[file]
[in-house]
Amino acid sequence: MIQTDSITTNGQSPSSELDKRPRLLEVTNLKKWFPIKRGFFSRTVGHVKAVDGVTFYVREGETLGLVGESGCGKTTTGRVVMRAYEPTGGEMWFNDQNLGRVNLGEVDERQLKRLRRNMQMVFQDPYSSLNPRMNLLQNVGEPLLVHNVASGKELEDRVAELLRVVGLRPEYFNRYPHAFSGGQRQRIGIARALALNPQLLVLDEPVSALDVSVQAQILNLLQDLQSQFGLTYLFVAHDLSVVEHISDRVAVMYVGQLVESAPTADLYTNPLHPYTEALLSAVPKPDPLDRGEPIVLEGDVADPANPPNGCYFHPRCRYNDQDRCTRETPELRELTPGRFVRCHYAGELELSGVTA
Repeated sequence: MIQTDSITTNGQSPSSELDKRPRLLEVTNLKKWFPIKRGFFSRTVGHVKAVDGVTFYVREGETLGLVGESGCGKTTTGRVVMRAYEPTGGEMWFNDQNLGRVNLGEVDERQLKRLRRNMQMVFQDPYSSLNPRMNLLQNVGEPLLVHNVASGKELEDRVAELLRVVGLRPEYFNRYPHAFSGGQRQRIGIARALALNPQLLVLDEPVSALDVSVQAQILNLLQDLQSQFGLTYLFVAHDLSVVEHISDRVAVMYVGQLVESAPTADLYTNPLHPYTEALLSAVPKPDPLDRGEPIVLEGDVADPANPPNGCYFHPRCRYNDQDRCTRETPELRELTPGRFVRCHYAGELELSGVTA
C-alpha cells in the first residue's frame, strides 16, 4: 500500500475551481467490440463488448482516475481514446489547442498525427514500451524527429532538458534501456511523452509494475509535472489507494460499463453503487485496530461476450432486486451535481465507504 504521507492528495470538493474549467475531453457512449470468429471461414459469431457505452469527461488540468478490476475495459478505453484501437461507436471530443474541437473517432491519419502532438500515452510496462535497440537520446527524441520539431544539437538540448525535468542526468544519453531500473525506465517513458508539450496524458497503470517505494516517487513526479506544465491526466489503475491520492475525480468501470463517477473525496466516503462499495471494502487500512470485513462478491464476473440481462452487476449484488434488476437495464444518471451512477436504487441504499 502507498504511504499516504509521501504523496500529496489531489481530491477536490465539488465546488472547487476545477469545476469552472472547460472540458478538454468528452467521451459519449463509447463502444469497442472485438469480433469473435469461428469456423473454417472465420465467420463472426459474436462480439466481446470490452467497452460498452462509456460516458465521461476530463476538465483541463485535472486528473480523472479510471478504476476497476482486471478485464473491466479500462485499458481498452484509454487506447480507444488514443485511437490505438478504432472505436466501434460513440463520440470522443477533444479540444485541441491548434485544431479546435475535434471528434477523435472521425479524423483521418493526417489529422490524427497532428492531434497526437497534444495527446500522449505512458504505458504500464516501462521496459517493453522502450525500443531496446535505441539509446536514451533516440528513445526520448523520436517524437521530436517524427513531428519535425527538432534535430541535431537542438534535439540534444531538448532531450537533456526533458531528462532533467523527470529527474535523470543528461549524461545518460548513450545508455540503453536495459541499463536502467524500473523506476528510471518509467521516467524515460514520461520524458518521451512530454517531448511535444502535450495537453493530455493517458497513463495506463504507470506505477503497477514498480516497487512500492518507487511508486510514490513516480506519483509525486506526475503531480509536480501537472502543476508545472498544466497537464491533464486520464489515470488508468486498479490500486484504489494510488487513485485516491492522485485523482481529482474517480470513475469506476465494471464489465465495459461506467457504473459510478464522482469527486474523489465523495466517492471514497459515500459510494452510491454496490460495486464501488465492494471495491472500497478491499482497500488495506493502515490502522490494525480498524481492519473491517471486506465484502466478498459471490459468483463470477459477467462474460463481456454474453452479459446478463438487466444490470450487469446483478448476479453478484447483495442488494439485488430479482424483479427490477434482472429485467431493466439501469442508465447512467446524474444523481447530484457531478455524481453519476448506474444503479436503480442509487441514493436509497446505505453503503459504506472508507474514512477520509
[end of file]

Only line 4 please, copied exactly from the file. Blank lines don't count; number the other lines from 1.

C-alpha cells in the first residue's frame, strides 16, 4: 500500500475551481467490440463488448482516475481514446489547442498525427514500451524527429532538458534501456511523452509494475509535472489507494460499463453503487485496530461476450432486486451535481465507504 504521507492528495470538493474549467475531453457512449470468429471461414459469431457505452469527461488540468478490476475495459478505453484501437461507436471530443474541437473517432491519419502532438500515452510496462535497440537520446527524441520539431544539437538540448525535468542526468544519453531500473525506465517513458508539450496524458497503470517505494516517487513526479506544465491526466489503475491520492475525480468501470463517477473525496466516503462499495471494502487500512470485513462478491464476473440481462452487476449484488434488476437495464444518471451512477436504487441504499 502507498504511504499516504509521501504523496500529496489531489481530491477536490465539488465546488472547487476545477469545476469552472472547460472540458478538454468528452467521451459519449463509447463502444469497442472485438469480433469473435469461428469456423473454417472465420465467420463472426459474436462480439466481446470490452467497452460498452462509456460516458465521461476530463476538465483541463485535472486528473480523472479510471478504476476497476482486471478485464473491466479500462485499458481498452484509454487506447480507444488514443485511437490505438478504432472505436466501434460513440463520440470522443477533444479540444485541441491548434485544431479546435475535434471528434477523435472521425479524423483521418493526417489529422490524427497532428492531434497526437497534444495527446500522449505512458504505458504500464516501462521496459517493453522502450525500443531496446535505441539509446536514451533516440528513445526520448523520436517524437521530436517524427513531428519535425527538432534535430541535431537542438534535439540534444531538448532531450537533456526533458531528462532533467523527470529527474535523470543528461549524461545518460548513450545508455540503453536495459541499463536502467524500473523506476528510471518509467521516467524515460514520461520524458518521451512530454517531448511535444502535450495537453493530455493517458497513463495506463504507470506505477503497477514498480516497487512500492518507487511508486510514490513516480506519483509525486506526475503531480509536480501537472502543476508545472498544466497537464491533464486520464489515470488508468486498479490500486484504489494510488487513485485516491492522485485523482481529482474517480470513475469506476465494471464489465465495459461506467457504473459510478464522482469527486474523489465523495466517492471514497459515500459510494452510491454496490460495486464501488465492494471495491472500497478491499482497500488495506493502515490502522490494525480498524481492519473491517471486506465484502466478498459471490459468483463470477459477467462474460463481456454474453452479459446478463438487466444490470450487469446483478448476479453478484447483495442488494439485488430479482424483479427490477434482472429485467431493466439501469442508465447512467446524474444523481447530484457531478455524481453519476448506474444503479436503480442509487441514493436509497446505505453503503459504506472508507474514512477520509